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Global Trade Applications in Global Credit Crunch - Part I

Written By: Predrag Jakovljevic
Published On: December 19 2008

I have done blog posts lately on how some supply chain management (SCM) applications could fare in a down economy. One was about pricing optimization solutions while the other one was about how sourcing and procurement can help enterprises in a down economy. But in the meantime the global credit crunch has dawned with a vengeance.

This has not only promoted the economic downturn and recession into possible prospects of a depression, but has also recently had economics and/or political pundits ranting and raving all over the cable news, pro or contra the governments’ rescue (or bailout) measures (the two terms have been used depending on how someone views those state intervention measures). While I personally was not particularly in favor of rescuing via Troubled Assets Relief Program (TARP) those Wall Street crooks and inept misfits (and I’ve never been fond of the $20 martini drinks and $40 valet parking prices in New York City), it is difficult to neglect the other side that needs help.

Namely, it was appalling to watch the politicians’ inability to initially explain the true burning issue: the financial market's unavailability of the short-term lines of credits that companies use regularly to make payroll, procure stuff, keep inventory, etc.

It is easy to beat up on government interventions and shout the paranoia of socialism, but most of these “anti-socialist” individuals and companies ironically live on borrowed money (i.e., credit lines, mortgage loans, bridge financing). Ordinary people don't understand that with all that "economic lubricant" now being all but dried up, their lives may likely be very negatively impacted, and quite soon. One small example: if a utility doesn't have access to credit markets to pay its workers, these workers will not come to work, the utility will shut down, and there will be no power in our homes, etc.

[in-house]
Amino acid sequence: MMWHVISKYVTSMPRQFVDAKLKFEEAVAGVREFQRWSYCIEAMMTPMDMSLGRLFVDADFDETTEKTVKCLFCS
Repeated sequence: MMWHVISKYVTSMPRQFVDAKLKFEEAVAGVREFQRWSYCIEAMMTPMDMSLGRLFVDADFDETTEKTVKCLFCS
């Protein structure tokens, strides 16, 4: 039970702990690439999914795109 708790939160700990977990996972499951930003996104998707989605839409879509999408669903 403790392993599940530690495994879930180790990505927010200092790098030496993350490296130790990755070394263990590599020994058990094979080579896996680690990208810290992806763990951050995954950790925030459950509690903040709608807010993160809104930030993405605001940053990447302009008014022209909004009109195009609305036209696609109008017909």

Meet Joe Black: Global Credit Crunch (or Cash is King)

This gloomy scenario is exactly what the politicians and "experts" have failed to explain from the very beginning. If grocery stores don't have access to short-term credit to buy goods to stock shelves, there is no food; if farmers don’t have credit to buy seeds and fertilizers, there will be no crops, and so on and so forth.

Almost every industry that common folks use every day is tied into this short-term credit market. And it was (or still is) all but dried up. Even back in July, Jason Busch’s Spend Matters blog post noted that as banks were reducing credit lines and refusing new loans in certain industries, business credit was drying up, especially for small and medium-sized suppliers.